Risk factors for HIV infection incidence in a rural African population: a nested case-control study.
BACKGROUND: Risk factors influencing the incidence of human immunodeficiency virus (HIV) infection were investigated in a case-control study nested within a community-randomized trial of treatment of syndromic sexually transmitted infections (STIs) in rural Tanzania. METHODS: Case patients were persons who became HIV positive, and control subjects were randomly selected from among persons who remained HIV negative. For each sex, we obtained adjusted odds ratios (ORs) and population-attributable fractions (PAFs) for biomedical and behavioral factors. RESULTS: We analyzed 92 case patients and 903 control subjects. In both sexes, the incidence of HIV infection was significantly higher in subjects with an HIV-positive spouse than in those with HIV-negative spouse (men: OR, 25.1; women: OR, 34.0). The incidence of HIV infection was significantly higher in those who became positive for herpes simplex virus type 2 (HSV-2) (men: OR, 5.60; women: OR, 4.76) and those who were HSV-2-positive at baseline (men: OR, 3.66; women: OR, 2.88) than in subjects who were HSV-2 negative. In women, living elsewhere (OR, 3.22) and never having given birth (OR, 4.27) were significant risk factors. After adjustment, the incidence of HIV infection was not significantly associated with a history of injections or STIs in either sex. CONCLUSION: HSV-2 infection was the most important risk factor for HIV infection, which highlights the need for HSV-2 interventions in HIV infection control, and there were particularly strong associations with recent HSV-2 seroconversion. The PAF associated with having an HIV-positive spouse was low, but this is likely to increase during the epidemic.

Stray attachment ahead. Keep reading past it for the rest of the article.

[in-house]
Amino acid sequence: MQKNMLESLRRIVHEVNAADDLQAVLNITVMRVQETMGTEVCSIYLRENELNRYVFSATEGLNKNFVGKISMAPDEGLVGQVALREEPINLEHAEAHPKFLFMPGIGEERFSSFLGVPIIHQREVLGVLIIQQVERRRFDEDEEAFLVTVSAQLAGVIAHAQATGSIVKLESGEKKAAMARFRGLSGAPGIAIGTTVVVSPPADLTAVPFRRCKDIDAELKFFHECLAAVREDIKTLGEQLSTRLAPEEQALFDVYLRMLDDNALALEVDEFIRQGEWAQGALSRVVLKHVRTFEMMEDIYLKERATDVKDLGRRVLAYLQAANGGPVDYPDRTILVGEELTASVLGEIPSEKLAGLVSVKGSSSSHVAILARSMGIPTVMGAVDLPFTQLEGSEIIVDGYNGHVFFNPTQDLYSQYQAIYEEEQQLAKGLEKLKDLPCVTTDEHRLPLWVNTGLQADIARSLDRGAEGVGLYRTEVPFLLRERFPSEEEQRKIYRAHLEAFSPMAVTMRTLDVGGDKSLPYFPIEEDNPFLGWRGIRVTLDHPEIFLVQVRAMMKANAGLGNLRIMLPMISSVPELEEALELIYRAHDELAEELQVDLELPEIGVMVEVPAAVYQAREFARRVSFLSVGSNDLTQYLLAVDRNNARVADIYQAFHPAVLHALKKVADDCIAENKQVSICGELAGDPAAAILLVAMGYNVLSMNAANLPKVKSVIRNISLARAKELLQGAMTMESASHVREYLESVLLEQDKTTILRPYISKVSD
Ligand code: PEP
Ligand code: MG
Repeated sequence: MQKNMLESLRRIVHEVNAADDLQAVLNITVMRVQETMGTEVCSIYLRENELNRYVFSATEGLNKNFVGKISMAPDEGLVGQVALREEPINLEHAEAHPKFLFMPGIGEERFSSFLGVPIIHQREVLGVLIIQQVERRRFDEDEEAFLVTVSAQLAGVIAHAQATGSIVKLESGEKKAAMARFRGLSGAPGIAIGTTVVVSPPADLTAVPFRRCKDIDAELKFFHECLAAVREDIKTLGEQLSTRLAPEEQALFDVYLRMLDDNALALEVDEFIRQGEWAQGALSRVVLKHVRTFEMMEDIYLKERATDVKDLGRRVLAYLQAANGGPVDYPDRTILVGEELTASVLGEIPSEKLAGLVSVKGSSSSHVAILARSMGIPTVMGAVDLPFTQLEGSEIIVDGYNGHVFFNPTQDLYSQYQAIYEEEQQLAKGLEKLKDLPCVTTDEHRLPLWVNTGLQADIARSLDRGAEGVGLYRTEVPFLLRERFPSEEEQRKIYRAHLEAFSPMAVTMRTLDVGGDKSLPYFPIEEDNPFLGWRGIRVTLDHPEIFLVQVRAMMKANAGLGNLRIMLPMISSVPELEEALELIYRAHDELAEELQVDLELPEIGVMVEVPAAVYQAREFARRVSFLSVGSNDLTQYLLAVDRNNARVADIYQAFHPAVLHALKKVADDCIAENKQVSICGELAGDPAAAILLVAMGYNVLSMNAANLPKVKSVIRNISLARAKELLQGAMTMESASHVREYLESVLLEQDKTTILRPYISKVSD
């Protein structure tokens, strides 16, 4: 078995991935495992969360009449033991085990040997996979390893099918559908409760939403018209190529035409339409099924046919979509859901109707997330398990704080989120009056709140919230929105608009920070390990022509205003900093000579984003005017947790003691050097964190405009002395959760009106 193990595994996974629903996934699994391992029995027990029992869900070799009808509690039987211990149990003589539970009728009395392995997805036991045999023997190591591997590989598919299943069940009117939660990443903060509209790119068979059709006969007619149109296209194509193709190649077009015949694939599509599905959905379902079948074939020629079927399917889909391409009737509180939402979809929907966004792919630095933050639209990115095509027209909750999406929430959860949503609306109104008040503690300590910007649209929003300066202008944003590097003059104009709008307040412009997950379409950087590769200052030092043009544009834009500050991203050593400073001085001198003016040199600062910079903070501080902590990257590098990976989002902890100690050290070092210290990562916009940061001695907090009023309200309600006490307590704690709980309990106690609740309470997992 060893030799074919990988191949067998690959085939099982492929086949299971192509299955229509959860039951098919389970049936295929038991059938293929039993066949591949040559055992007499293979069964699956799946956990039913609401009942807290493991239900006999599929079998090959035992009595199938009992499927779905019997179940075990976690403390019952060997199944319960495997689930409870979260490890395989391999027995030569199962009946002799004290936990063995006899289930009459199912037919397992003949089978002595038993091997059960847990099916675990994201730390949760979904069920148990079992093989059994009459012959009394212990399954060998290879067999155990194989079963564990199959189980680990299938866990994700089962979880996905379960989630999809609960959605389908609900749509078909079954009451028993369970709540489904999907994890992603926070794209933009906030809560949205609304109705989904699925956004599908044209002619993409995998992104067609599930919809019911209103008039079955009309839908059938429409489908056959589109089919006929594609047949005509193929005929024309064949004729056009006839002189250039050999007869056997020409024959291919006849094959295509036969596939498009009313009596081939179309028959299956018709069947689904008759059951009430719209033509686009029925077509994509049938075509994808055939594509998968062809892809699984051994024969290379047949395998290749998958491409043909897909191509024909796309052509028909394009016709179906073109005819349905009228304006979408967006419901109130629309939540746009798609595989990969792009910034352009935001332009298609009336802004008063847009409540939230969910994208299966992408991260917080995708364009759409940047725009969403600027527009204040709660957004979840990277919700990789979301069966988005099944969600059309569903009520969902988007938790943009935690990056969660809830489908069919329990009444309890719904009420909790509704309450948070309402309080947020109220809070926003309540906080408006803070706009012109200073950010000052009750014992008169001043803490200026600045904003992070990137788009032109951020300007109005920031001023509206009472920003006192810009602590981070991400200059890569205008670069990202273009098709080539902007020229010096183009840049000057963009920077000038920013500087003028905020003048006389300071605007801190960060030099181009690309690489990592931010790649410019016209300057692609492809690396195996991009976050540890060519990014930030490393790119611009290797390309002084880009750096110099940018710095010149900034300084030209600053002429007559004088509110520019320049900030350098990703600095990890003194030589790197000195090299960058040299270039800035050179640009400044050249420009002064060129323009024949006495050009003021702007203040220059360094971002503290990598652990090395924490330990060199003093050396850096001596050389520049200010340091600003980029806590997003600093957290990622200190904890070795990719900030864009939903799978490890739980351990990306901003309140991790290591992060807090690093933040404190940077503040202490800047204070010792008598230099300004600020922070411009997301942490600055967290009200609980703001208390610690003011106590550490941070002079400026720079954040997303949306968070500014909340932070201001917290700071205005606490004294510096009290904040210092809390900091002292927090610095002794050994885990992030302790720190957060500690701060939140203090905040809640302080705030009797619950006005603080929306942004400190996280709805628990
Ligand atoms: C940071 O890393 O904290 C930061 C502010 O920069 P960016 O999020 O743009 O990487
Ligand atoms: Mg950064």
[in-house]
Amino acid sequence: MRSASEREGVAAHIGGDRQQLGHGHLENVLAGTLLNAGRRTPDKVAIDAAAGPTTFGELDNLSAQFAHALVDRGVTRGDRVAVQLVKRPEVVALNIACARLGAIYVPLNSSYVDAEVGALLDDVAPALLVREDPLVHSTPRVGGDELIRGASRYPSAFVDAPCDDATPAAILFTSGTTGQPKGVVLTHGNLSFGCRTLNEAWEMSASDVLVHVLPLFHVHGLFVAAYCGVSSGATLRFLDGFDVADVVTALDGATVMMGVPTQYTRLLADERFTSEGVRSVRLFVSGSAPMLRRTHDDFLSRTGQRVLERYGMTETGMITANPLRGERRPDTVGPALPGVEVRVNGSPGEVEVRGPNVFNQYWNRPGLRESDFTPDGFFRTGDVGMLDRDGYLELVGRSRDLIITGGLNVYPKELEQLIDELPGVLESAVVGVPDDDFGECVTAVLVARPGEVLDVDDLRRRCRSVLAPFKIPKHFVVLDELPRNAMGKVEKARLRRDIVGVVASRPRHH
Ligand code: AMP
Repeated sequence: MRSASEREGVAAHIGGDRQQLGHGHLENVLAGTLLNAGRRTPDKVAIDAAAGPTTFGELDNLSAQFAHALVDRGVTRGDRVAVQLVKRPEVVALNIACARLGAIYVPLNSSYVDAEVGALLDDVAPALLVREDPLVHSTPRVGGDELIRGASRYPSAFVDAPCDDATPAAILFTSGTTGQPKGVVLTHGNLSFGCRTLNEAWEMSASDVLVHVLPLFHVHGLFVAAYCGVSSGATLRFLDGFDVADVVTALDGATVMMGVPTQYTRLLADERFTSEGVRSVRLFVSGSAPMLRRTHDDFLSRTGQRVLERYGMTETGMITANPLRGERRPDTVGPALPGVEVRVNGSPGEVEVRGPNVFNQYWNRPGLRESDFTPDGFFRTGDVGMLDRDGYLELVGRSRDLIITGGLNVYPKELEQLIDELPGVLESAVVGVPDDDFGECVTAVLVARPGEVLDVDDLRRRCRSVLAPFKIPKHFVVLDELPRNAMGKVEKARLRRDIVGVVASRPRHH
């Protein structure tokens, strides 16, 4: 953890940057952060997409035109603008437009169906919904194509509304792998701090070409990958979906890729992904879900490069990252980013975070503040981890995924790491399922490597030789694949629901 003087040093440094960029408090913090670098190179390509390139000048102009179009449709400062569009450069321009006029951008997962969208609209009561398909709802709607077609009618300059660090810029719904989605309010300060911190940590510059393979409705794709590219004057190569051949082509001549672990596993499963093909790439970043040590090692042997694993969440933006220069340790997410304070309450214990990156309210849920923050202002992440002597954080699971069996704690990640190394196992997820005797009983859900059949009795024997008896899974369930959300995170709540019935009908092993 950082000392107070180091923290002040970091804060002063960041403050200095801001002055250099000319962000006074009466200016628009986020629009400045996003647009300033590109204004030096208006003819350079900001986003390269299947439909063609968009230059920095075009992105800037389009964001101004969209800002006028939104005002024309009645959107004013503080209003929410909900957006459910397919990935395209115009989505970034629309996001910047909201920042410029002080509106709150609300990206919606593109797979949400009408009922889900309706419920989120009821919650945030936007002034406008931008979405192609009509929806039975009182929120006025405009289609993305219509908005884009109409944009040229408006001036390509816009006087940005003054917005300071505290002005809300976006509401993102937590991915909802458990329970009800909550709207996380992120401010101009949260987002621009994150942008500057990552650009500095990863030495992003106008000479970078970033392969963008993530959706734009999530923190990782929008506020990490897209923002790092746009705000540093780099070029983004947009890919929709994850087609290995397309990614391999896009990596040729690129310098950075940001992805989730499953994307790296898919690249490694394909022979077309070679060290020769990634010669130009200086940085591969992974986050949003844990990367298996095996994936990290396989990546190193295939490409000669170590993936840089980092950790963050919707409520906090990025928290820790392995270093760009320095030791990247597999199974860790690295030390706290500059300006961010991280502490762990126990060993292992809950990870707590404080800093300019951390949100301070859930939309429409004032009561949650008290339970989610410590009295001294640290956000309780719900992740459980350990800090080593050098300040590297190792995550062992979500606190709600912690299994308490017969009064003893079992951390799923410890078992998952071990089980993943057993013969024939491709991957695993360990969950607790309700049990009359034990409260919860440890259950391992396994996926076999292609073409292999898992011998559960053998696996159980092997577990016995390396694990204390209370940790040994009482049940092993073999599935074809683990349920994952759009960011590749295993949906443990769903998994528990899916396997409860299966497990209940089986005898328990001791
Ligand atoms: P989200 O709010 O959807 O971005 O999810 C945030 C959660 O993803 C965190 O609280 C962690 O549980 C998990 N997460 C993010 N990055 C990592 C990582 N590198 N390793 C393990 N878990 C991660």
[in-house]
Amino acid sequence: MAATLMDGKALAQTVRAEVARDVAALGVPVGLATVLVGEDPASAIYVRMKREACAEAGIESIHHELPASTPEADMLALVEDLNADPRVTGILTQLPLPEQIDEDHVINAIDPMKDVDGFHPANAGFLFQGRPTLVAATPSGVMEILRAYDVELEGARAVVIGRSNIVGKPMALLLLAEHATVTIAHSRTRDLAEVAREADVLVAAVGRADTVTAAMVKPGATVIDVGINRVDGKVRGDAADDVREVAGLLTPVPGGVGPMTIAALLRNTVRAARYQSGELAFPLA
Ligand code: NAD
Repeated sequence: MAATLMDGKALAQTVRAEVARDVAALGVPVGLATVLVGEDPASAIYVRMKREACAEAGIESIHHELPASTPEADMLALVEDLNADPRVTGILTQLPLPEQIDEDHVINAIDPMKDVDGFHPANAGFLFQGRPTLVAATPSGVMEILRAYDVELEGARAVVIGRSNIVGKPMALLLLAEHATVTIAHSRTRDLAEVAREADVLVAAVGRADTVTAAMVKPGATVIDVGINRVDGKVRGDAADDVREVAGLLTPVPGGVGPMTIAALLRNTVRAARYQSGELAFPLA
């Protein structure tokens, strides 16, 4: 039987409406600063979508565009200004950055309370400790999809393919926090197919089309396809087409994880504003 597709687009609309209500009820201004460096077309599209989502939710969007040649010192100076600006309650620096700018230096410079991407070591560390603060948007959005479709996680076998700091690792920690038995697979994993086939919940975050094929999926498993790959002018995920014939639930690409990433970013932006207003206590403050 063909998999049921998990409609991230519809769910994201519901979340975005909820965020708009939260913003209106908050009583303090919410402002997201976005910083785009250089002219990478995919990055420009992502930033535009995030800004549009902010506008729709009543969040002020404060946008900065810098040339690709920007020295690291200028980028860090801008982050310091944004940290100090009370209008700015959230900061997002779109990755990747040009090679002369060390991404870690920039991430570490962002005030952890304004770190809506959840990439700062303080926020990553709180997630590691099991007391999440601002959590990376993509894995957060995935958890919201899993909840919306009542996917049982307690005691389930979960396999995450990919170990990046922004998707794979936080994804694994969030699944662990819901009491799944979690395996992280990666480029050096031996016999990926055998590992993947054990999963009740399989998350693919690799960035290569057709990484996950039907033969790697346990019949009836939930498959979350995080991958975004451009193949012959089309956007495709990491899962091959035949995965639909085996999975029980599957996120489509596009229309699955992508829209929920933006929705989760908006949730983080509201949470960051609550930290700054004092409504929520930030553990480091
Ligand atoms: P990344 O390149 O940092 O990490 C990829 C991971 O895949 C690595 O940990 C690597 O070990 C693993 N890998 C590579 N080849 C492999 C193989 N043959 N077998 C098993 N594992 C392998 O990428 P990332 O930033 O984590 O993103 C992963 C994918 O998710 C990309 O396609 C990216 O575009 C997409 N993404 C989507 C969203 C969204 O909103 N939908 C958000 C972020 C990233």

Todd, J.; Grosskurth, H.; Changalucha, J.; Obasi, A.; Mosha, F.; Balira, R.; Orroth, K.; Hugonnet, S.; Pujades, M.; Ross, D.; Gavyole, A.; Mabey, D.; Hayes, R. Risk factors for HIV infection incidence in a rural African population: a nested case-control study. Journal of Infectious Diseases (2006) 193 (3) 458-66. [DOI: 10.1086/499313]